Learning and Motivation vol:29 issue:4 pages:461-474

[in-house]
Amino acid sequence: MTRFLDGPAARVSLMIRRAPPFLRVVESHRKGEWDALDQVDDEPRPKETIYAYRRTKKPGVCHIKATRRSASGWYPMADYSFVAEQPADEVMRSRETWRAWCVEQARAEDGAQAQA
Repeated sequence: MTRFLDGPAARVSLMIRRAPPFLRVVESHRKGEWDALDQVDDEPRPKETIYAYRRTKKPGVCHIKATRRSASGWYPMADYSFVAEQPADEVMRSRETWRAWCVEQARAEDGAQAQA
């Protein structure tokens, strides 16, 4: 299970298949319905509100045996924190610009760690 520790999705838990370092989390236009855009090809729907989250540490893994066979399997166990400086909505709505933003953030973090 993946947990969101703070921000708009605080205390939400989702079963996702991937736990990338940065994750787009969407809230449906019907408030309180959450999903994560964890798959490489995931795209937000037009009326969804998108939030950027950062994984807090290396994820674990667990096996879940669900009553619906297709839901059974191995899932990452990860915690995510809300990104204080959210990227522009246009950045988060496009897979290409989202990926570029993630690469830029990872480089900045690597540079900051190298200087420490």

Field and Davey (1997) claimed that evaluative conditioning (EC), rather than being a genuine type of Pavlovian associative learning, represents nothing but an experiment artifact. They come to this conclusion by first identifying the prototypical experimental procedure of EC research, by next pointing to the potential methodological shortcomings of this prototypical procedure in order to infer associative learning, and by finally demonstrating that when the appropriate controls are added to this prototypical procedure, it becomes clear that apparent EC results represent nothing but an experimental artifact. In this paper, we first demonstrate that what Field and Davey identify as the "prototypical procedure" is, as a matter of fact, the exception rather than the rule in EC research, such that the potential scope of their criticism is rather limited. Next, we show how the results of their own experiment are actually due to an artifact that is not present in any EC study. Finally, we discuss how Field and Davey's criticism of EC research has its roots in a misconception of the appropriate within or between subject controls for Pavlovian associative learning. (C) 1998 Academic Press.